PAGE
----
The story of Henry Hill and his life through the teen years into the years of mafia, covering his relationship with wife Karen Hill and his Mob partners Jimmy Conway and Tommy DeVitto in the Italian-American crime syndicate.
A mentally unstable Vietnam War veteran works as a night-time taxi driver in New York City where the perceived decadence and sleaze feeds his urge for violent action, while attempting to save a preadolescent prostitute in the process.
Robert De Niro,
Six criminals, who are strangers to each other, are hired by a crime boss, Joe Cabot, to carry out a diamond robbery. Right at the outset, they are given false names with the intention that they won't get too close and will concentrate on the job instead. They are completely sure that the robbery is going to be a success. But, when the police show up right at the time and the site of the robbery, panic spreads amongst the group members, and two of them are killed in the subsequent shootout, along with a few policemen and civilians. When the remaining people assemble at the premeditated rendezvous point (a warehouse), they begin to suspect that one of them is an undercover cop. Written by
In an edition of Radio Times back in 2001, Andrew Collins wrote an article about the film. "There are actually no reservoirs or dogs in it, Tarantino claims he got the title from mishearing Au Revoir Les Enfants (1987)". Collins was correct overall, except he overlooked the scene when Mr. Orange (Tim Roth) goes into the men's room during his fabricated commode story in a flashback. The Los Angeles sheriffs had a German Shepherd - a breed of dog of course - with them. See more »
(at around 18 mins) When Mr. White and Mr. Pink are talking in the room about what happened, Mr. White gives Mr. Pink a cigarette and takes one for himself. He then lights Mr. Pink's but then he only holds the lighter up to the end of his own cigarette without actually lighting it. See more »
Let me tell you what 'Like a Virgin' is about. It's all about a girl who digs a guy with a big dick. The entire song. It's a metaphor for big dicks.
No, no. It's about a girl who is very vulnerable. She's been fucked over a few times. Then she meets some guy who's really sensitive...
Whoa, whoa, whoa, whoa, whoa... Time out Greenbay. Tell that fucking bullshit to the tourists.
Toby... Who the fuck is Toby? Toby...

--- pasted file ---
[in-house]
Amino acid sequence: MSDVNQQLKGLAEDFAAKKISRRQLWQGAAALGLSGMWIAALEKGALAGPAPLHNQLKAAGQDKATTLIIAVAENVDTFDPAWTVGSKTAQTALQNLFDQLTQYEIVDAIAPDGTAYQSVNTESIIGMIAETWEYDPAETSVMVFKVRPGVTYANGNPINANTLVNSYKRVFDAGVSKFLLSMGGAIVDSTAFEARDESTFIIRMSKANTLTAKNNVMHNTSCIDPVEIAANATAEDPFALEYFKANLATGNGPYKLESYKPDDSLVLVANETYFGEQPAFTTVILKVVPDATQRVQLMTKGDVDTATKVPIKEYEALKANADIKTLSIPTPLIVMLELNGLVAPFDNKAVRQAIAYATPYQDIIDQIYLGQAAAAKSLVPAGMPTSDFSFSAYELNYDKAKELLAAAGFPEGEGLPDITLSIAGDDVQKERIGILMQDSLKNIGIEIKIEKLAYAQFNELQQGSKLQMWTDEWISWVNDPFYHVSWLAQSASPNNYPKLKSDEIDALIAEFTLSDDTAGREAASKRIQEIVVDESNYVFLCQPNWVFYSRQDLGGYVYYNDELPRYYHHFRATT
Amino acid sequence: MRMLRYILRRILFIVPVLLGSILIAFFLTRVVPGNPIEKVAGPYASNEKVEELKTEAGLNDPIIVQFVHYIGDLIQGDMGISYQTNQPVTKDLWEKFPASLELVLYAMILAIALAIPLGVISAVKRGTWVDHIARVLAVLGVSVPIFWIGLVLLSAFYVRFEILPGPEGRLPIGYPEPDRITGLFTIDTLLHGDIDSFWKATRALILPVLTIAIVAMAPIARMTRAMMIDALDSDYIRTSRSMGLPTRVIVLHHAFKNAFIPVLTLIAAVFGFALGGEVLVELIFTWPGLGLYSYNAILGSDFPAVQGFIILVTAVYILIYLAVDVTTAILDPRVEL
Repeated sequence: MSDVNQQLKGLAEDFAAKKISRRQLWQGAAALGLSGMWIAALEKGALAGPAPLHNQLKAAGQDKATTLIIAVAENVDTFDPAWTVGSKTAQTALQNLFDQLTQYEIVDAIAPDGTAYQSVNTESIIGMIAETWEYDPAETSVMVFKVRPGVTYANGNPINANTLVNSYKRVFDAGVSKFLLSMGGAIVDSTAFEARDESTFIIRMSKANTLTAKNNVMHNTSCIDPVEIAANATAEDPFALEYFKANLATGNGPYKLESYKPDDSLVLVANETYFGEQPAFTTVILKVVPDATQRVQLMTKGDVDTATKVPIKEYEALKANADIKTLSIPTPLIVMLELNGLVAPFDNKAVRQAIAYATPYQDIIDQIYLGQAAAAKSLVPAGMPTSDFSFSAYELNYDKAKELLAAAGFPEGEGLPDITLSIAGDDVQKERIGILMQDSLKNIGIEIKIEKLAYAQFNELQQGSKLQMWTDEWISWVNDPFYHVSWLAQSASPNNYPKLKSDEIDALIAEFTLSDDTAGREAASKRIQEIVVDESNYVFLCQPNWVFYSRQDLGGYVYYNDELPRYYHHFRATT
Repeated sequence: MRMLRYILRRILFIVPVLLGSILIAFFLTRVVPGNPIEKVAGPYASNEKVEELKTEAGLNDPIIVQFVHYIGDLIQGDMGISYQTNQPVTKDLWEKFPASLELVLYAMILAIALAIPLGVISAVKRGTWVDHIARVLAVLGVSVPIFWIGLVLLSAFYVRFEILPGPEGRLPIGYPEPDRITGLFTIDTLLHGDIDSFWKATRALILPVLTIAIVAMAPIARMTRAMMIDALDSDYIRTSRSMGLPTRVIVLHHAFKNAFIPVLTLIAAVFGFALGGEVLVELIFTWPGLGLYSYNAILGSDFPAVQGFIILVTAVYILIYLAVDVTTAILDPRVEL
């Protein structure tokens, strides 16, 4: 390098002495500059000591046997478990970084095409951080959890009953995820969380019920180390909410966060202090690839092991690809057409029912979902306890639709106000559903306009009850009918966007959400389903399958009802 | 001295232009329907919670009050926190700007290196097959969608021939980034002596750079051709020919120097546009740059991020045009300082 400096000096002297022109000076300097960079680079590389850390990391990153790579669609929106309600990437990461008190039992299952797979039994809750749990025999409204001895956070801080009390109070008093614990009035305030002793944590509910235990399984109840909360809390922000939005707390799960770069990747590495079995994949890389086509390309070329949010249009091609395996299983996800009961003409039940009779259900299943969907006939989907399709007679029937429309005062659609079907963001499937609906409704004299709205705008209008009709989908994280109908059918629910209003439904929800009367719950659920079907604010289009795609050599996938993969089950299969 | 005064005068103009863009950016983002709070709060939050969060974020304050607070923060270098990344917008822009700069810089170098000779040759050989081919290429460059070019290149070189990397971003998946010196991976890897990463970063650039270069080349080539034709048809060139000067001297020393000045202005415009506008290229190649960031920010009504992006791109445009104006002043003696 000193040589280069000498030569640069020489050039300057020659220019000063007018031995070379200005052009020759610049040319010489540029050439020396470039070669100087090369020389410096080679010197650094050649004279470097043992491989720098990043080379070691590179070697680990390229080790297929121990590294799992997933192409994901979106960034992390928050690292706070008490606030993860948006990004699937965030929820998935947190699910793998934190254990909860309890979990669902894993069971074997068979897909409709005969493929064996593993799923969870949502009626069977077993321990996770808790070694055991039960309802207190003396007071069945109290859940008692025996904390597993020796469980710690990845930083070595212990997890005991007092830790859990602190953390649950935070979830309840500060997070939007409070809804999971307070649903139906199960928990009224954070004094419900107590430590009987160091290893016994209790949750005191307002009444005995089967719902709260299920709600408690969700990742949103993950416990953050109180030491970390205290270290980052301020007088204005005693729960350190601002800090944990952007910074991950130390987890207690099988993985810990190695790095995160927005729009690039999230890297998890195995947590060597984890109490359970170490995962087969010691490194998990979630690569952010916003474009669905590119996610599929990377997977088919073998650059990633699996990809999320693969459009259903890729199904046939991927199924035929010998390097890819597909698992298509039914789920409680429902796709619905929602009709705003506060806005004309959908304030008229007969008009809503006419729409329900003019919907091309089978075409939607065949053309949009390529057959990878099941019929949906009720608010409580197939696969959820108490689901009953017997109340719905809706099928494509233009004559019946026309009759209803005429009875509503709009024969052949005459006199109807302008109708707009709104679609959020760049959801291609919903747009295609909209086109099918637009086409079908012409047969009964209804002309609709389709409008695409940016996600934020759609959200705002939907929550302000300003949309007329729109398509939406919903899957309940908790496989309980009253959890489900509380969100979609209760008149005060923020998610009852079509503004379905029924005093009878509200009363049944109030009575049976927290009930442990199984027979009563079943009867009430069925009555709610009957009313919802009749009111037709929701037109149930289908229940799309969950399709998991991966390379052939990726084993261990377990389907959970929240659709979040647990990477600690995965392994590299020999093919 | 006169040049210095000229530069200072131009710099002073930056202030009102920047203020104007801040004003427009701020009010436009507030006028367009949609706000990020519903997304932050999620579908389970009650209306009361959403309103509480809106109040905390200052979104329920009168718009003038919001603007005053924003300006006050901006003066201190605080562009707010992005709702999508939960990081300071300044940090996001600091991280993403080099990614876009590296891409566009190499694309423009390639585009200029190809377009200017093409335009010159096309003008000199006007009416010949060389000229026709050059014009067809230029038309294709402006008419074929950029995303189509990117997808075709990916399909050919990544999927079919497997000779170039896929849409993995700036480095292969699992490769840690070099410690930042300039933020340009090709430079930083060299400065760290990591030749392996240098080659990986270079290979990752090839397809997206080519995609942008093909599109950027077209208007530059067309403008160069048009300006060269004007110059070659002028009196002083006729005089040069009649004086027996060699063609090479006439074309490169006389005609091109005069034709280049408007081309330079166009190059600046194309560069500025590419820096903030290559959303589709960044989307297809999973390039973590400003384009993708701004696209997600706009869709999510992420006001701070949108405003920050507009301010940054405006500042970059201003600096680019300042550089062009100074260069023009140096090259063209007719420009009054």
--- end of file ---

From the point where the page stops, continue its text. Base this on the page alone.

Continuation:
'Like a Virgin' is not about this sensitive girl who meets a nice ...
[...] See more »
The opening credits leave out Writing and Directing credits. They are then shown first during the end credits. See more »
Crime boss Joe Cabot brings together a group of criminals to perform a big one-off job. To protect each other, they all use colour coded names. However on the day of the job, the police ambush the gang and each makes their own getaway. As the gang comes together at their warehouse meeting point they realise that someone within the gang must have tipped the police or be an undercover. The accusations and suspicions escalate into violence in the confines of the warehouse.
When this film came out in the UK it caused an absolute firestorm of controversy over it's violence, even to the point that it was banned in the UK for a while. I still find this absurd and am very glad we have moved to a more tolerant society where generally the BBFC protect vulnerable groups but let adults decide for themselves. Looking at the media's adoring welcome for the ultra violent Kill Bill one can't help but marvel at how things have changed. Looking at Reservoir Dogs now (or even then!) it simply isn't THAT violent. However what it is is very sudden and all the more powerful for it.
Tarantino directs the film and writes the film in such a way that it was impossible to ignore him even if the film was only a cult hit. The dialogue is both witty at points but, more importantly, very tough and loaded with testosterone. It is the writing that makes us like these coffee shop jokers at the start before shocking us by suddenly throwing us into a backseat bloodbath. The entire job happens off camera, and only occasionally do we actually see the immediate effect of violence - usually we get the aftermath. It is incredibly tight and very tense throughout, I was about 16 when my father took me to see this film - it has stayed with me since and I still considered it to be one of the best `job gone wrong' films of my generation. It may not be original (there's a thin line between a homage and a rip off) but it is certainly effectively done.
The cast are excellent and turn the hardboiled dialogue into convincing scenes. Keitel is wonderful. His character is a father figure of sorts and he is wildly out of control at times and balanced at others. Likewise Buscemi is wide-eyed and freaking out for much of the film, but he does it well. Roth is more balanced but is still good for it; it is his job to carry the emotional weight of the film and he does it well, despite a wandering American accent at times. Madsen is great, maybe not the best character but wildly out of control. Tierney was a great piece of casting, as was Bunker. Penn is good but not the best of the cast.
Tarantino mercifully has little acting to do, but it is his film as writer and director. The flashbacks during the film was a brave way to do it but it really works well - mixing stories with flashbacks and so on. No matter what the time of the scene, it all keeps moving tensely towards the climax. It may be a homage and not as original as some films but so what - it is tight and tense, macho, violent, funny and very enjoyable.
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